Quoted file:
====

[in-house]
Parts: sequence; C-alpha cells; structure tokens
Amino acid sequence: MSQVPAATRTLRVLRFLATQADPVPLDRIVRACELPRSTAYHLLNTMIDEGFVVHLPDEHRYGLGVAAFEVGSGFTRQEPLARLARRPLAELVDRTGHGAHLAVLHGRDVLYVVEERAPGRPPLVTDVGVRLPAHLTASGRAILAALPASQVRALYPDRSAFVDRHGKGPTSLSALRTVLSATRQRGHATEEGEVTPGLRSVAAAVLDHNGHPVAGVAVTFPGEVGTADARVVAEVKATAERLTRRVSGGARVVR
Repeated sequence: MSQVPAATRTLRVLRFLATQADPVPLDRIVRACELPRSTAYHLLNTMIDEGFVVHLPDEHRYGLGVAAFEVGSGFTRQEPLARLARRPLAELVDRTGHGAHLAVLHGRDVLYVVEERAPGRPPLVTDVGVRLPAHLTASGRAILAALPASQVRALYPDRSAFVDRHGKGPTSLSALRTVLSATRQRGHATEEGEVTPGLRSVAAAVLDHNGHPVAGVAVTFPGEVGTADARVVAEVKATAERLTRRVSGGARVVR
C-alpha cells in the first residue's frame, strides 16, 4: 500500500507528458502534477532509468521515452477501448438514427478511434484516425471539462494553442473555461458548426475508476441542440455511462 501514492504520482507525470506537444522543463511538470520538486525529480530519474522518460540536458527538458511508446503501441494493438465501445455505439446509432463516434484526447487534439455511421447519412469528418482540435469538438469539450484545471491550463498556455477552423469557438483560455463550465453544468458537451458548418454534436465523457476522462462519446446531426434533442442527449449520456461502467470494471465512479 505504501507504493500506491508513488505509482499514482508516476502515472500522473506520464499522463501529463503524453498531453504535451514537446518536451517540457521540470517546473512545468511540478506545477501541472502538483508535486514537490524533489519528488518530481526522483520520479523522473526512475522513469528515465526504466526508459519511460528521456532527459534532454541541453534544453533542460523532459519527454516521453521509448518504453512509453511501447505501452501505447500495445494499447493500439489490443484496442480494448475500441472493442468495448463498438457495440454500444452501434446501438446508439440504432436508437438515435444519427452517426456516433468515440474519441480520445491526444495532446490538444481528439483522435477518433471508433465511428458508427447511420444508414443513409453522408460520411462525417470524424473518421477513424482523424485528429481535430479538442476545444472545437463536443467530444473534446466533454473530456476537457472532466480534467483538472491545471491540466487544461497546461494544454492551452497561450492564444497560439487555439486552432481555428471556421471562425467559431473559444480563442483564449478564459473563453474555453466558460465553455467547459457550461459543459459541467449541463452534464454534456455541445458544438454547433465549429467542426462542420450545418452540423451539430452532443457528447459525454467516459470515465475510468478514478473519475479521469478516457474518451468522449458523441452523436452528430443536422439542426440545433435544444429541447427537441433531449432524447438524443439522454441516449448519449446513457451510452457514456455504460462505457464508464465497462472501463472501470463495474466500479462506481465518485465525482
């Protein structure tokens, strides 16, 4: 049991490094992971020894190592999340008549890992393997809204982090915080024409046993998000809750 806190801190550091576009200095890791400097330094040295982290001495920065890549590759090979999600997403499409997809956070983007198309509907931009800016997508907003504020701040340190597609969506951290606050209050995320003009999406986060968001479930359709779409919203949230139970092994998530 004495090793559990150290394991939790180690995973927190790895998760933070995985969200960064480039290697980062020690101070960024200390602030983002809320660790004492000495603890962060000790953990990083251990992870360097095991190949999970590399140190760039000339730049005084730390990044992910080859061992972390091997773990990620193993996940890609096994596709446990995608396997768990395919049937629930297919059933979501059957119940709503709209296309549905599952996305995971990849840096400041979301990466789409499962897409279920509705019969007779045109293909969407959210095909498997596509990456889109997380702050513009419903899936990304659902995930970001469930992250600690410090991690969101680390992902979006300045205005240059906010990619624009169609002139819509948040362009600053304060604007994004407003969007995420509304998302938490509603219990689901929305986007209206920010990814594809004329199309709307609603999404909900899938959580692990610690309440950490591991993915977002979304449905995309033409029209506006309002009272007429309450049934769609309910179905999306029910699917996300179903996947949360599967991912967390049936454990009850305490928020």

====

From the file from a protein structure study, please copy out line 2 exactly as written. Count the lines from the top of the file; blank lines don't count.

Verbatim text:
Parts: sequence; C-alpha cells; structure tokens